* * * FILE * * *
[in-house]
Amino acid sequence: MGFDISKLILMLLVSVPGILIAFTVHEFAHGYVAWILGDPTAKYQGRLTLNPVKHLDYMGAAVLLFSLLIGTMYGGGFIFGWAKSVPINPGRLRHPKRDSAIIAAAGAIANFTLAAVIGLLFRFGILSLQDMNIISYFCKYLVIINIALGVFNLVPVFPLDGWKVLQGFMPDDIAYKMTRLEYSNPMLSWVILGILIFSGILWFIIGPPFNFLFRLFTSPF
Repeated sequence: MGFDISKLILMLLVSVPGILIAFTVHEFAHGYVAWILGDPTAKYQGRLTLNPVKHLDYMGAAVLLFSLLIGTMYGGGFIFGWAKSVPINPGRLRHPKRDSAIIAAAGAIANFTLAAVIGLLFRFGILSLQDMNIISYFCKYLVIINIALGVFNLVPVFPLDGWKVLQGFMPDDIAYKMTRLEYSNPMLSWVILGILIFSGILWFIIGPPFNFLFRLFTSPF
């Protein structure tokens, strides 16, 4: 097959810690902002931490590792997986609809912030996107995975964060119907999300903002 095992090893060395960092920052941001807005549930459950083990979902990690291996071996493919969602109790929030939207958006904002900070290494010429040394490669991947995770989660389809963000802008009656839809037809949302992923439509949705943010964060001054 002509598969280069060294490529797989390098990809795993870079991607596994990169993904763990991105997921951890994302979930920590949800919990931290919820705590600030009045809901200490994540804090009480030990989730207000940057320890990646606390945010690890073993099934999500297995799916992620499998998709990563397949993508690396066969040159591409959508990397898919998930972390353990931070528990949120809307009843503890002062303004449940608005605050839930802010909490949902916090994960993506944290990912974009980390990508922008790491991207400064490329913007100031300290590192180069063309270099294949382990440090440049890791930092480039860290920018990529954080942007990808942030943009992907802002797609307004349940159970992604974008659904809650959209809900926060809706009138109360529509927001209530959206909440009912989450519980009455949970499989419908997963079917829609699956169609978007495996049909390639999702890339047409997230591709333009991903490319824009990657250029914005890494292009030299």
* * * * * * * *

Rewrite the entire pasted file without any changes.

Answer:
[in-house]
Amino acid sequence: MGFDISKLILMLLVSVPGILIAFTVHEFAHGYVAWILGDPTAKYQGRLTLNPVKHLDYMGAAVLLFSLLIGTMYGGGFIFGWAKSVPINPGRLRHPKRDSAIIAAAGAIANFTLAAVIGLLFRFGILSLQDMNIISYFCKYLVIINIALGVFNLVPVFPLDGWKVLQGFMPDDIAYKMTRLEYSNPMLSWVILGILIFSGILWFIIGPPFNFLFRLFTSPF
Repeated sequence: MGFDISKLILMLLVSVPGILIAFTVHEFAHGYVAWILGDPTAKYQGRLTLNPVKHLDYMGAAVLLFSLLIGTMYGGGFIFGWAKSVPINPGRLRHPKRDSAIIAAAGAIANFTLAAVIGLLFRFGILSLQDMNIISYFCKYLVIINIALGVFNLVPVFPLDGWKVLQGFMPDDIAYKMTRLEYSNPMLSWVILGILIFSGILWFIIGPPFNFLFRLFTSPF
């Protein structure tokens, strides 16, 4: 097959810690902002931490590792997986609809912030996107995975964060119907999300903002 095992090893060395960092920052941001807005549930459950083990979902990690291996071996493919969602109790929030939207958006904002900070290494010429040394490669991947995770989660389809963000802008009656839809037809949302992923439509949705943010964060001054 002509598969280069060294490529797989390098990809795993870079991607596994990169993904763990991105997921951890994302979930920590949800919990931290919820705590600030009045809901200490994540804090009480030990989730207000940057320890990646606390945010690890073993099934999500297995799916992620499998998709990563397949993508690396066969040159591409959508990397898919998930972390353990931070528990949120809307009843503890002062303004449940608005605050839930802010909490949902916090994960993506944290990912974009980390990508922008790491991207400064490329913007100031300290590192180069063309270099294949382990440090440049890791930092480039860290920018990529954080942007990808942030943009992907802002797609307004349940159970992604974008659904809650959209809900926060809706009138109360529509927001209530959206909440009912989450519980009455949970499989419908997963079917829609699956169609978007495996049909390639999702890339047409997230591709333009991903490319824009990657250029914005890494292009030299």